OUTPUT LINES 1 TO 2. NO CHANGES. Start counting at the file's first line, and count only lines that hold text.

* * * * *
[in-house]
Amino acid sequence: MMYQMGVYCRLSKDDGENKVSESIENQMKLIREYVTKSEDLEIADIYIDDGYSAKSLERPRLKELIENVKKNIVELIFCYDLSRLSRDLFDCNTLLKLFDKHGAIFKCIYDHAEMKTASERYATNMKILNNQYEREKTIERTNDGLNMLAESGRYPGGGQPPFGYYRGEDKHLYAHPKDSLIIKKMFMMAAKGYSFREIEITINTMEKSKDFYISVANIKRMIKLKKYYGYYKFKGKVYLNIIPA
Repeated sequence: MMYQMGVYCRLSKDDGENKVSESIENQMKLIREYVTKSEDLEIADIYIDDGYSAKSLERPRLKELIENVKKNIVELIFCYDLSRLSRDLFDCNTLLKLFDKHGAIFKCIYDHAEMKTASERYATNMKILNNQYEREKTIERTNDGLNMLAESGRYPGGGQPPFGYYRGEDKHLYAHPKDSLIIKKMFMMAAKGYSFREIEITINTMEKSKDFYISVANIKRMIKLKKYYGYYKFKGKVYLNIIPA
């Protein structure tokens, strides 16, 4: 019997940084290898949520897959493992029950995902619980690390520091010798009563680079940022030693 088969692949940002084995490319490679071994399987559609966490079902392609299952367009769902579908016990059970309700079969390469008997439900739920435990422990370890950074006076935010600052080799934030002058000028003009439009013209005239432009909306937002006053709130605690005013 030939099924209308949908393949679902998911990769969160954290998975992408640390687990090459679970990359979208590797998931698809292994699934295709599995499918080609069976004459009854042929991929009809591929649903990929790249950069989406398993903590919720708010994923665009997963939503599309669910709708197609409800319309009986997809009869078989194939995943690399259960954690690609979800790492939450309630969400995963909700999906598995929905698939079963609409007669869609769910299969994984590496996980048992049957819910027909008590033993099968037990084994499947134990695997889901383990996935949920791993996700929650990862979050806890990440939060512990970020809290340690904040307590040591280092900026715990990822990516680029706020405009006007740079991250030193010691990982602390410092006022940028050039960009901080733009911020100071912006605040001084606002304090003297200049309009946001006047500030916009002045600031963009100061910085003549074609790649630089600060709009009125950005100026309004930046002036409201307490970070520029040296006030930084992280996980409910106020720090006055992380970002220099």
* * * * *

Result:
[in-house]
Amino acid sequence: MMYQMGVYCRLSKDDGENKVSESIENQMKLIREYVTKSEDLEIADIYIDDGYSAKSLERPRLKELIENVKKNIVELIFCYDLSRLSRDLFDCNTLLKLFDKHGAIFKCIYDHAEMKTASERYATNMKILNNQYEREKTIERTNDGLNMLAESGRYPGGGQPPFGYYRGEDKHLYAHPKDSLIIKKMFMMAAKGYSFREIEITINTMEKSKDFYISVANIKRMIKLKKYYGYYKFKGKVYLNIIPA